The National Gallery of Victoria has for a long time prided itself on being one of the world’s great galleries. It has, without doubt, exerted a huge influence on Melbourne’s culture. It has helped educate people in the city, introducing them to the best of other civilisations and to the best of our own. It has indeed been an impressive “civilising and moral influence”.

 

So, I was among many who were amazed when the Gallery announced it would display the inflammatory Piss Christ image, among other Serrano works, and even more surprised when, according to the quote at the head of this chapter, Dr Potts apparently told The Age that it was not up to the Gallery to decide if anything should be excluded.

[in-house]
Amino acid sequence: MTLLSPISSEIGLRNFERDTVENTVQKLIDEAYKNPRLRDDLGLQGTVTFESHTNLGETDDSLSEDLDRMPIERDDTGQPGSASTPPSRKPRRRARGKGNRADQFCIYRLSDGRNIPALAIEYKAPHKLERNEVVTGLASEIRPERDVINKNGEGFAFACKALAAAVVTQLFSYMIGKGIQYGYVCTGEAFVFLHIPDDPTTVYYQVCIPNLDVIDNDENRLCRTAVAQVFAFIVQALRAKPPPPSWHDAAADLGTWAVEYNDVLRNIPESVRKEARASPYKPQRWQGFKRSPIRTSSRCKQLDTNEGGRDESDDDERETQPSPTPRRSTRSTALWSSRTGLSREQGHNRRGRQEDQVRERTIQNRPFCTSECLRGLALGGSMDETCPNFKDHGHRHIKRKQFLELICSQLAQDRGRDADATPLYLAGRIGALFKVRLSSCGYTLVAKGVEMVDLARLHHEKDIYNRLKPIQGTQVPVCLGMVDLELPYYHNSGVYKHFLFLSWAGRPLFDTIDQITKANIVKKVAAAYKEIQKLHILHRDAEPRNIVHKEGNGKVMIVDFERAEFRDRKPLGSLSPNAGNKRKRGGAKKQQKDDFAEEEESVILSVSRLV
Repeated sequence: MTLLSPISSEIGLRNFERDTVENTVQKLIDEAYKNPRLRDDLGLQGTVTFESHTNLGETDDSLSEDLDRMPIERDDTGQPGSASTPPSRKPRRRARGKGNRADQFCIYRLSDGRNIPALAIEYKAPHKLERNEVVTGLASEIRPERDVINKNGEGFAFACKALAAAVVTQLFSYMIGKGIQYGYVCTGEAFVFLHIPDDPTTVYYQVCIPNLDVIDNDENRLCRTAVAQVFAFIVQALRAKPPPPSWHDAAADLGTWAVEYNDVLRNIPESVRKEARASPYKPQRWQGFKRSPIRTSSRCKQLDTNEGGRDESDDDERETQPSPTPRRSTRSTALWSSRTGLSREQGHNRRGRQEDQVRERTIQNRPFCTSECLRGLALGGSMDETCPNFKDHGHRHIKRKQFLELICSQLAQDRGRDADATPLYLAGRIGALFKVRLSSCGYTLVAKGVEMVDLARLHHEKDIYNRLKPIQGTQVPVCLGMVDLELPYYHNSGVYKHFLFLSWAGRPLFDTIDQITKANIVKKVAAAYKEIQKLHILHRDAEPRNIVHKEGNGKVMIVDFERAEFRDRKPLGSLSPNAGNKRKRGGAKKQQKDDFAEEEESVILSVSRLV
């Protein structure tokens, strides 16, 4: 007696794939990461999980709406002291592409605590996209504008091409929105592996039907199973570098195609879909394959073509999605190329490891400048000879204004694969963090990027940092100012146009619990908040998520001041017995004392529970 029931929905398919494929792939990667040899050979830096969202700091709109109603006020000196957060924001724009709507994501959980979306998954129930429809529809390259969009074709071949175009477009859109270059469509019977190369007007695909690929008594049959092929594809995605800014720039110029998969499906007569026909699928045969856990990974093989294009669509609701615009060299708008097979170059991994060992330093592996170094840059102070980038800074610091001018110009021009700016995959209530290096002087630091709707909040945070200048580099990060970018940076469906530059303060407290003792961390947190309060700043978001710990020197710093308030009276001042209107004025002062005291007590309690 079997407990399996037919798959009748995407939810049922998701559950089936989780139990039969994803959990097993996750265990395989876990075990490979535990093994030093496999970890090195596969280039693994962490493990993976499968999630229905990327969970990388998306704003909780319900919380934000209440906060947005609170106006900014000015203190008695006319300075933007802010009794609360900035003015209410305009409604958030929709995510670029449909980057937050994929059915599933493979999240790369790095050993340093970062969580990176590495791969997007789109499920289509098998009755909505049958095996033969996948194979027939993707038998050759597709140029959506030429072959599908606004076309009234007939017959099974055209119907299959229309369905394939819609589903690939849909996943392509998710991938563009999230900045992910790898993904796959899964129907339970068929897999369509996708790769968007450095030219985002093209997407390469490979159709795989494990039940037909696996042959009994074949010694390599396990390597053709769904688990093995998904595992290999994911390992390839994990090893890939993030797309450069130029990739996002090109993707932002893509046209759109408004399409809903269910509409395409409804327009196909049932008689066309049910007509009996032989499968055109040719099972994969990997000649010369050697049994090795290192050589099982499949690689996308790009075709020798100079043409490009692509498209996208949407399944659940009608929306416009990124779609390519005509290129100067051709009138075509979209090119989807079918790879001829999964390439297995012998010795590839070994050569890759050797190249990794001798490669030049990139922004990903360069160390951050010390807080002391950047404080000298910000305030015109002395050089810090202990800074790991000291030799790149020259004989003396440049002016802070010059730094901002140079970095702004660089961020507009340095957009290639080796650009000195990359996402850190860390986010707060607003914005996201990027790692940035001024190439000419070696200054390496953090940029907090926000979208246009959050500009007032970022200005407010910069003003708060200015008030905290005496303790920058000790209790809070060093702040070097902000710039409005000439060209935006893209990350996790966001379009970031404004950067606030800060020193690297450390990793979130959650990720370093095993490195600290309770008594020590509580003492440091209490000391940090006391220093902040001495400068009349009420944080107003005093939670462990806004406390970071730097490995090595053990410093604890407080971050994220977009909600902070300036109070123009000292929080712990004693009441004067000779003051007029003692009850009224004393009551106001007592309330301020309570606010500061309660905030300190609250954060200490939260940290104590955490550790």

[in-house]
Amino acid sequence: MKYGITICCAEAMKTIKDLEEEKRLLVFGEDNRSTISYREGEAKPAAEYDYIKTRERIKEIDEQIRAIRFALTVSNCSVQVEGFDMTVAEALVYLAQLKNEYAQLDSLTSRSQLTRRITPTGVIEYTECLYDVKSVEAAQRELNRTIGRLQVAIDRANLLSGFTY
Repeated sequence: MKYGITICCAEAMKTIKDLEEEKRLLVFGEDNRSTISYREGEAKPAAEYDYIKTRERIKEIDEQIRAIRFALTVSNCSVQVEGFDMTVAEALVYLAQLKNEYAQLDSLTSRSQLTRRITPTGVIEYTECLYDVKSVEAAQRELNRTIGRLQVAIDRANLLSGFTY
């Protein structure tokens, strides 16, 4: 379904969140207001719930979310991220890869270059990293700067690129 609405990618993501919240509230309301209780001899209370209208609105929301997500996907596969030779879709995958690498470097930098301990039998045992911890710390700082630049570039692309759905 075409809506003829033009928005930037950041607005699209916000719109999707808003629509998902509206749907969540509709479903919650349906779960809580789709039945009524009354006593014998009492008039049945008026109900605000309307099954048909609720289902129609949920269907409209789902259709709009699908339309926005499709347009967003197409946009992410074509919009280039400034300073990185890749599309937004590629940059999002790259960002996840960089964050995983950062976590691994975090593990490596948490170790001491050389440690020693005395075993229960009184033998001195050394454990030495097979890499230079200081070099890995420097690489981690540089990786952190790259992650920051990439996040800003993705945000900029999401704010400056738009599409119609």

When the Gallery took the decision to close the exhibition, after the attacks, the outcry was enormous. But there was not a lot of reasoned debate. Rather, many defenders of the Piss Christ exhibit lashed out at the church. So, it is important to reiterate the restraint and the dignity with which the church (mainly the Catholic Church) approached what was clearly an offensive work of art.

 

First of all, the church approached the Gallery and requested that Piss Christ should not be displayed. It sought intervention from politicians. Only when these quiet attempts failed did it seek a court injunction.

 

And it is important to understand what the church was calling for. It was asking that a work that was deeply offensive to many ordinary Australians should not be placed on display at a leading public institution. That is all.